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N660PA accident description

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Tail numberN660PA
Accident dateAugust 11, 1996
Aircraft typeGrumman G21-G
LocationDutch Harbor, AK
Additional details: None

NTSB description

On August 11, 1996, about 1615 Alaska daylight time, an amphibious Grumman G21-G, N660PA, is presumed to have been involved in a fatal accident about 20 miles south of Dutch Harbor, Alaska. The airplane was being operated as a visual flight rules (VFR) cross-country on demand passenger flight under Title 14 CFR Part 135 when the accident occurred. The airplane, registered to and operated by Peninsula Airways Inc., Anchorage, Alaska, is presumed to have been destroyed. The certificated airline transport pilot, and the sole passenger are presumed to have received fatal injuries. Low ceilings were reported in the area of departure by the operator. VFR company flight following procedures were in effect. The flight originated from Anderson Bay, on the Island of Unalaska, about 1610.

The operator reported that the flight was conducted for the purpose of picking up a passenger for transportation to Dutch Harbor. The passenger was a maritime pilot employed to guide vessels through the area. The flight was reported overdue to the Federal Aviation Administration (FAA) and an alert notice (ALNOT) was issued at 2022. A search for the airplane was hampered by low ceilings and fog. The search was suspended by the U.S. Coast Guard on August 15, 1996, at 2050.

The maritime agency that dispatched the passenger indicated the passenger had provided pilot services to the vessel "Tai Ning" from Dutch Harbor to Anderson Bay. The passenger then boarded the accident airplane which was observed to depart Anderson Bay in a northbound direction. A review of the U.S. Coast Guard search mission log revealed that occupants of a camp near Volcano Bay (near the mouth of Makushin Bay) reported hearing the accident airplane arrive in the area but not depart.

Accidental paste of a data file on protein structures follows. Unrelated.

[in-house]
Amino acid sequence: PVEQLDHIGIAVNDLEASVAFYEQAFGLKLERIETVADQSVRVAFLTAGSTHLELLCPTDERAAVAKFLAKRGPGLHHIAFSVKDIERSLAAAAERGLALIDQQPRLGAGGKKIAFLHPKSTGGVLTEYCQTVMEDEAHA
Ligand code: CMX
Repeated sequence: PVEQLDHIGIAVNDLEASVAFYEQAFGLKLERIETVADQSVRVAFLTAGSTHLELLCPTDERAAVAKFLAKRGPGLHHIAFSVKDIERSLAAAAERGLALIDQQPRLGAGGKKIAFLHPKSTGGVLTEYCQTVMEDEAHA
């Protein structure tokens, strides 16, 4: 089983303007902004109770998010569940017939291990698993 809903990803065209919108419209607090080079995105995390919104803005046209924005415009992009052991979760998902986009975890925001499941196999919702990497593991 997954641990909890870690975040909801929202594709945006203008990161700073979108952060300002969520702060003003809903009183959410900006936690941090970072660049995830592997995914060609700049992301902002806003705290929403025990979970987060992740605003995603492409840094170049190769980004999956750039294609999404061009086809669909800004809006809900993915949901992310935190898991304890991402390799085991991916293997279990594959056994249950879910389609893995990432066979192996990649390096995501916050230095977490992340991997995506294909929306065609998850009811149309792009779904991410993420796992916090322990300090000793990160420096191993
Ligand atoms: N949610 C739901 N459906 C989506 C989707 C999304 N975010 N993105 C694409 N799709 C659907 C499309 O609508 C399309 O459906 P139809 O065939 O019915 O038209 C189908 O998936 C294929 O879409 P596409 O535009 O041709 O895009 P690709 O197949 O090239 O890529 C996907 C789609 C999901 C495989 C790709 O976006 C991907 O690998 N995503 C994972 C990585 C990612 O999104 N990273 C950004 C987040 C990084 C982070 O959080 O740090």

The closest official weather observation station to the Anderson Bay area is Unalaska, Alaska, which is located about 17 nautical miles north of the bay. Mountainous terrain with elevations up to 2,687 feet mean sea level separates Unalaska from Anderson Bay. At 1554, an aviation routine weather report (METAR) was reporting in part: Wind, 236 degrees magnetic at 10 knots; visibility, 10 miles; sky condition and ceiling, 2,500 feet scattered, 7,000 feet broken; temperature, 53.6 degrees F; dew point, 42.8 degrees F; altimeter, 29.85 inHg; remarks, automated observation without precipitation discriminator, at 1548, rotor clouds west and over station.

At 1614, a METAR was reporting in part: Wind, 236 degrees magnetic at 11 knots; visibility, 10 miles; sky condition and ceiling, 2,500 feet scattered, 7,000 feet broken; temperature, 55.4 degrees F; dew point, 42.8 degrees F; altimeter, 29.85 inHg; remarks, automated observation without precipitation discriminator, at 1548, rotor clouds west and over station. A 1634 METAR did not change.

At 1654, a METAR was reporting in part: Wind, 226 degrees magnetic at 6 knots; visibility, 10 miles; sky condition and ceiling, 2,500 feet scattered, 7,000 feet broken; temperature, 53.6 degrees F; dew point, 42.8 degrees F; altimeter, 29.85 inHg; remarks, automated observation without precipitation discriminator, at 1645, weather lower over station.

The operator submitted a pilot/operator report to the National Transportation Safety Board (form 6120.1/2) and included an automated weather observation system (AWOS) report from Unalaska for August 11, 1996, at 1540. The weather observation, as reported by the operator, stated: "2,500 feet broken, 6,000 overcast; visibility, 10 miles; temperature, 54 degrees; dew point, 44 degrees; wind, 250 degrees at 8 knots; altimeter, 29.86 inHg." The operator also included a weather observation for the Anderson Bay area that was attributed to the vessel from which the passenger departed, prior to the accident. The weather observation stated: "Anderson Bay, 1,500 to 2,000 foot ceiling; visibility, 4 miles; lower at the entrance, 1,000 feet."

(c) 2009-2011 Lee C. Baker. For informational purposes only.